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Google Removes "Search Nearby" Function From Updated Google Maps 255

Posted by timothy
from the where-are-you-again? dept.
First time accepted submitter BillCable writes "One of the most useful and intuitive features of Google's Map tool was the "Search nearby" link. After searching for a location, users could click on a marker on the map to pop open a window with the address and other details. This window also contained a link to 'Search nearby' — extremely useful if you want to find a list of restaurants near a hotel, the closest pharmacy, or any other business you might want to patronize. Google recently updated their map tool, and 'Search nearby' is no longer present. The 300 posts to the Google Product Forums complaining about this omission indicates this is a feature Maps users sorely miss. Google's work-around (detailed by Google staff in said thread) are a poor substitute and unreliable. There is no indication Google will add the feature to their new tool. For now users are able to revert to the original Google Maps with the 'Search nearby' feature intact. But there's concern that when Google discontinues support that the feature will be lost. So why would Google remove one of its best features?"
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Google Removes "Search Nearby" Function From Updated Google Maps

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  • Yelp has this (Score:4, Informative)

    by MrEricSir (398214) on Thursday January 16, 2014 @02:24PM (#45978037) Homepage

    It's far from a perfect replacement, but Yelp lets you search for businesses and such by location. You can narrow it down my moving/zooming the mini-map in the sidebar.

  • Inconsistent results (Score:4, Informative)

    by Naatach (574111) on Thursday January 16, 2014 @02:29PM (#45978097)
    I use the feature, but I'm not always impressed by the results. It has my exact location, but often suggests stores that are much further away. There are many times when I will search for a store trying to find the closest, but it pushes me to one across town. It is useful, so I hope it comes back, but fixed.
  • Re:Patent problem? (Score:2, Informative)

    by Impy the Impiuos Imp (442658) on Thursday January 16, 2014 @02:34PM (#45978157) Journal

    That is my thought, too. Worse, Google's own lawyers probably decided they wouldn't win.

    This doesn't surprise me. I used to work on navigation systems, and obvious ideas (to me) were turned down because they were already patented -- things like "find me the nearest McDonald's or fast food on the road ahead/programmed route".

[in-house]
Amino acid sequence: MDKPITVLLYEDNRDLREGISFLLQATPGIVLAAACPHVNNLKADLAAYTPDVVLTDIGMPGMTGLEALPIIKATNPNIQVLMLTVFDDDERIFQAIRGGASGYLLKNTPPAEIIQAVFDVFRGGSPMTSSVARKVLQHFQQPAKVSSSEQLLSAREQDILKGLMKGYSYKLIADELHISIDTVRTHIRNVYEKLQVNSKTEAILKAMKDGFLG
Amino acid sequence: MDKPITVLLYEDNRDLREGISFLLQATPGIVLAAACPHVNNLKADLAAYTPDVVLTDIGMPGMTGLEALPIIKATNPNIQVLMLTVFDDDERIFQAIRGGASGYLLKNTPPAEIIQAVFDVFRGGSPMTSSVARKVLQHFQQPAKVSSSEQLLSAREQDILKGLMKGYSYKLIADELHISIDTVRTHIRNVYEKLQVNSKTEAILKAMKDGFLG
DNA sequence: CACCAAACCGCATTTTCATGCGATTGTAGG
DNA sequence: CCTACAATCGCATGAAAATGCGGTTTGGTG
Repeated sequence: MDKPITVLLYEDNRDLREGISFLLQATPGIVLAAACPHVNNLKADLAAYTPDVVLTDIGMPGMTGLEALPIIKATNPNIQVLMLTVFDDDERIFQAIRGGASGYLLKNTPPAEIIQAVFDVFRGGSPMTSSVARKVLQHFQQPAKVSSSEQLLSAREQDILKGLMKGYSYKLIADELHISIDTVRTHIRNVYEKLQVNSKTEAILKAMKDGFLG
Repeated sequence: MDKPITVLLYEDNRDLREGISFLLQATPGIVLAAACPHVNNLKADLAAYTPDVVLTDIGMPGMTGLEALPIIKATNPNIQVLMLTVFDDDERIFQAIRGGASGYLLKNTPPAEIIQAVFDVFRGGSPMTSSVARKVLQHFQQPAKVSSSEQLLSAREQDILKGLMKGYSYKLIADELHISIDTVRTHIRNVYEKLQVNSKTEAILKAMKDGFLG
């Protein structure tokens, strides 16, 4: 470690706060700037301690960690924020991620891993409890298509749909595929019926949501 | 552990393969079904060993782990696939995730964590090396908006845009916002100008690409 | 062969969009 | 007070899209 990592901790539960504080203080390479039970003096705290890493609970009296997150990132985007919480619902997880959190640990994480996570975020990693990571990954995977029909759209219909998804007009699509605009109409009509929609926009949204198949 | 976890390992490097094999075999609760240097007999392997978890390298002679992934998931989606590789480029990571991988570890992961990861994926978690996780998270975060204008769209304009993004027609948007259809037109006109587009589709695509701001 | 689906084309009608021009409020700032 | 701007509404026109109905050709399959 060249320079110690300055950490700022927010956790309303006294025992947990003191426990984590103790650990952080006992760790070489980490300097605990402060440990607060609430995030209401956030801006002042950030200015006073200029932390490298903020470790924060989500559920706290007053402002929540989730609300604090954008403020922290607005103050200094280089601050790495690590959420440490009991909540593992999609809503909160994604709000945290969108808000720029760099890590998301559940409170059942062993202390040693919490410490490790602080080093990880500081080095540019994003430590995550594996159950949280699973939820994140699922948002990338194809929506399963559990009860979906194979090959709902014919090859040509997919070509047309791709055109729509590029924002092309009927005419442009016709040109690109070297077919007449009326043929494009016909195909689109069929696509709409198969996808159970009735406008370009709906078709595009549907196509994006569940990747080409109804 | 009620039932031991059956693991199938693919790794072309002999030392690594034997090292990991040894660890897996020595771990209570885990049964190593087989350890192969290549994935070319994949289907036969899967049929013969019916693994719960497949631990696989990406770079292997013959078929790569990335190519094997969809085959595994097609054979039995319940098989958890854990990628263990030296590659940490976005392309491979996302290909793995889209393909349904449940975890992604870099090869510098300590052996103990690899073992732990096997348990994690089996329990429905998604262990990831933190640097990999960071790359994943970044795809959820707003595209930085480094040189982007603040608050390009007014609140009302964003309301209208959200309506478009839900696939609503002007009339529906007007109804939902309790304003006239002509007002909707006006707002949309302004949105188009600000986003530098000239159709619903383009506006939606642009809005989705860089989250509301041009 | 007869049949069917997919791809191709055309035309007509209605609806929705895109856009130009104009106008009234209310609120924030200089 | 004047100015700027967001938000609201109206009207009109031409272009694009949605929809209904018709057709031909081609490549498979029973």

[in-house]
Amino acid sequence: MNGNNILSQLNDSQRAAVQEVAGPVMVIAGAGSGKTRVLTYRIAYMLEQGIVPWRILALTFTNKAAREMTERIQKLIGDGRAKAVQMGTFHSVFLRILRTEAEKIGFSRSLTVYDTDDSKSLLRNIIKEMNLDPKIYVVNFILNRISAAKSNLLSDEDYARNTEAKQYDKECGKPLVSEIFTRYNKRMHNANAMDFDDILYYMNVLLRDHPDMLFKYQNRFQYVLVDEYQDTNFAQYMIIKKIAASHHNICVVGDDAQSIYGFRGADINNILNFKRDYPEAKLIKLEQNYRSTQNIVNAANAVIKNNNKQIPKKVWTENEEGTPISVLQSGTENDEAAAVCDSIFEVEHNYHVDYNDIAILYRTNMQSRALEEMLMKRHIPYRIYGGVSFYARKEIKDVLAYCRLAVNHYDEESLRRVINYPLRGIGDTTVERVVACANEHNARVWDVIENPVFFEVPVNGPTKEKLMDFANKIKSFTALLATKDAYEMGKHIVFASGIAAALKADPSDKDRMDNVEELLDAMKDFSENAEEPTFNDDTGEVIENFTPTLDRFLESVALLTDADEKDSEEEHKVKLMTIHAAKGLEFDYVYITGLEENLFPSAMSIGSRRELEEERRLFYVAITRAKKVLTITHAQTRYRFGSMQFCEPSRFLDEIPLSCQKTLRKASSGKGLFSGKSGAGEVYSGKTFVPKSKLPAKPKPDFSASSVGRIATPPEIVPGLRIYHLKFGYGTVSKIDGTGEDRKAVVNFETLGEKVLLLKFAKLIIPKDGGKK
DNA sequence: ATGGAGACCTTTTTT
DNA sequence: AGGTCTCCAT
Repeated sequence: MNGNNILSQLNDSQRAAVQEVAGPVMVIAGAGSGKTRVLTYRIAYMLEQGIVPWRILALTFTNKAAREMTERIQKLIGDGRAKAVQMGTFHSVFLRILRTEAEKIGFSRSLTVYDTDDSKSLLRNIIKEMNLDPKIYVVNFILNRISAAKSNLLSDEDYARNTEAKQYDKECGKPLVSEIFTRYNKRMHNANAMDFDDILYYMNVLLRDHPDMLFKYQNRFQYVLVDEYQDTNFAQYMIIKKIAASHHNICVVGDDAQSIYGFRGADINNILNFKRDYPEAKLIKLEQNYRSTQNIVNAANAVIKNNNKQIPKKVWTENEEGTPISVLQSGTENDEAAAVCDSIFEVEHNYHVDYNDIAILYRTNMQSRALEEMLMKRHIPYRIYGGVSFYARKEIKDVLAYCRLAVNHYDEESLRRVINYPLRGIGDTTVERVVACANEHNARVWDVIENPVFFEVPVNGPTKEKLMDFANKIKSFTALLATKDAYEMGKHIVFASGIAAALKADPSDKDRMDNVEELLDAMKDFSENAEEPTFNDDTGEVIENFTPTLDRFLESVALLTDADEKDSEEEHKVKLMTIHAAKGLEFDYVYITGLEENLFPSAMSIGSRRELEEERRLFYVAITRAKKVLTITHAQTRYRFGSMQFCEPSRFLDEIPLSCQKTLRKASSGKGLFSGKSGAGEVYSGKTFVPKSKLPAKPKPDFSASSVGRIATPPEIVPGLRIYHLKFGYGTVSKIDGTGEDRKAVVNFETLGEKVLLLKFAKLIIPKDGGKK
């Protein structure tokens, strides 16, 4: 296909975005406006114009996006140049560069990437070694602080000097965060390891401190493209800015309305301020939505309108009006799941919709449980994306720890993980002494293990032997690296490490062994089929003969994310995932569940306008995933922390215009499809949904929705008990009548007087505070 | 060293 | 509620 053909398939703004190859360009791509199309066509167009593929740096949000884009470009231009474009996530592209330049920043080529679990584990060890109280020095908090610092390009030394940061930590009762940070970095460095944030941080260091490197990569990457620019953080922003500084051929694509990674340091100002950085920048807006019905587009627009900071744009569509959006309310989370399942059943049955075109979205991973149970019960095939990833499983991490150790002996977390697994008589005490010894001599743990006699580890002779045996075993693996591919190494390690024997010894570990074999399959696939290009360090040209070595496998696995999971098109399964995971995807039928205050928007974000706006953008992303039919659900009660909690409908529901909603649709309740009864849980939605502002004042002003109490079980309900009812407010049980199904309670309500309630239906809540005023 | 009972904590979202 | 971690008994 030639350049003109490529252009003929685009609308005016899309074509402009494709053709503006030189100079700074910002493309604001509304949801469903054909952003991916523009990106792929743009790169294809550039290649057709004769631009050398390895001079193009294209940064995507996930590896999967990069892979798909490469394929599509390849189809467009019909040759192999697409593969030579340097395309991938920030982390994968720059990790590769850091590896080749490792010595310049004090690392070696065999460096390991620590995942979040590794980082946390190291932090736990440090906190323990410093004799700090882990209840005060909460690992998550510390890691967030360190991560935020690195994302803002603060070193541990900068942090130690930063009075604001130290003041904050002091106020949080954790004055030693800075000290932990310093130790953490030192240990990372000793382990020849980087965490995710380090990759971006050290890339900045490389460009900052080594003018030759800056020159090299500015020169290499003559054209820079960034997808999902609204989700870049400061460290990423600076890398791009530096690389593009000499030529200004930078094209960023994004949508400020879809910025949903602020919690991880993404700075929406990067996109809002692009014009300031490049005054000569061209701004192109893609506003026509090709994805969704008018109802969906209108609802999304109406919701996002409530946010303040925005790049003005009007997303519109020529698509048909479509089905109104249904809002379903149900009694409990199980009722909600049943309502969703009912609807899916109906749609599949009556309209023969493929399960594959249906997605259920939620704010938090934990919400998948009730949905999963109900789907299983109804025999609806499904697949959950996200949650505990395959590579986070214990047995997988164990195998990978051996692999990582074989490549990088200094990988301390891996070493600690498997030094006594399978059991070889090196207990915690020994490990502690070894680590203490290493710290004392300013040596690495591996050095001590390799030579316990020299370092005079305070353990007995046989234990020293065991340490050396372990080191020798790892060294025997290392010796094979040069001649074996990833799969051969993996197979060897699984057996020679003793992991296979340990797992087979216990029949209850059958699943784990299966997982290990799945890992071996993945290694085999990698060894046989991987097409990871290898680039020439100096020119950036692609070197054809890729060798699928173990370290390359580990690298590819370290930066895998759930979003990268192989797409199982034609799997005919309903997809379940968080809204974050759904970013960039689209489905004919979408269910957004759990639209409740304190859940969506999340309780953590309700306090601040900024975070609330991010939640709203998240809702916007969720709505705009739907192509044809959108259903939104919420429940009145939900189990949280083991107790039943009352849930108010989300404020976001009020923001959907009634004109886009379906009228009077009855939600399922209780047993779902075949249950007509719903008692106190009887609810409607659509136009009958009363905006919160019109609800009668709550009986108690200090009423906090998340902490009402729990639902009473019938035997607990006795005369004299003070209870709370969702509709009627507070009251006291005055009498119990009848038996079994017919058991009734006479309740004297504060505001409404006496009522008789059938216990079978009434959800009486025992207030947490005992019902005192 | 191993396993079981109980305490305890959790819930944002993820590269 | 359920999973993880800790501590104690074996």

IIRC, even things like company-specific icons on the map were already taken.

  • Re:Just a guess (Score:5, Informative)

    by Jane Q. Public (1010737) on Thursday January 16, 2014 @02:45PM (#45978281)

    I never used "Search Nearby", so what was the difference between that and putting "brothels near 1600 pennsylvania avenue washington dc"?

    2 diferences:

    1) Search Nearby did not need an address. You could use "my current location" for example, as a starting point. This is valuable or people who are unfamiliar with an area, because they might not even know an address for their location.

    2) The example you gave -- which was Google's suggested workaround -- as often as not does not work, according to users.

    The simple fact is that Google, yet again, took something that was well-thought-out, and was well liked and oft used by their users, and messed it up.

    According to the forum linked above, Mapquest still has this feature. I might give it a try.

  • by jfengel (409917) on Thursday January 16, 2014 @02:55PM (#45978395) Homepage Journal

    I'm running with the "classic" Google Maps because the new Google Maps is missing a lot of features that I find important. It still has this feature.

    I don't know why they remove useful, functional features. I've always assumed it had to do with streamlining the interfaces, Apple-style (motto: "It's either easy or it's impossible"). But they don't seem to end up more friendly or usable.

    I keep expecting them to start adding new features such that I'm forced to abandon the classic maps if I want them, but as far as I can tell there's nothing compelling about the new Maps, and I'll keep with the classic until they stop offering it.

    I'm a big fan of Google, and I really love the way they give me cool stuff for free. I tend to give them the benefit of the doubt when they stop supporting things, and assume it means that they're working on other cool stuff. But this has me rather perplexed: a lot of work put into a new interface which is not just feature-poor but clunky.

  • You can still do every single thing you said above. The people are complaining about some button that you are not even mentioning. I don't even know how to get to the functionality they are talking about.

  • Re:Just a guess (Score:4, Informative)

    by Zalbik (308903) on Thursday January 16, 2014 @07:42PM (#45980973)

    But those 20% are just 20%. You cater to the other 80%.


    Every year, just maintain the features that 80% of the users use, and drop the other 20%. After all, why bother maintaining features that don't cater to the precious 80%?

    Strangely, after 5 years you find your company's market share has dropped to just 30% of what it was 5 years ago, and the code base has gotten surprisingly slim....I wonder why that is?

...though his invention worked superbly -- his theory was a crock of sewage from beginning to end. -- Vernor Vinge, "The Peace War"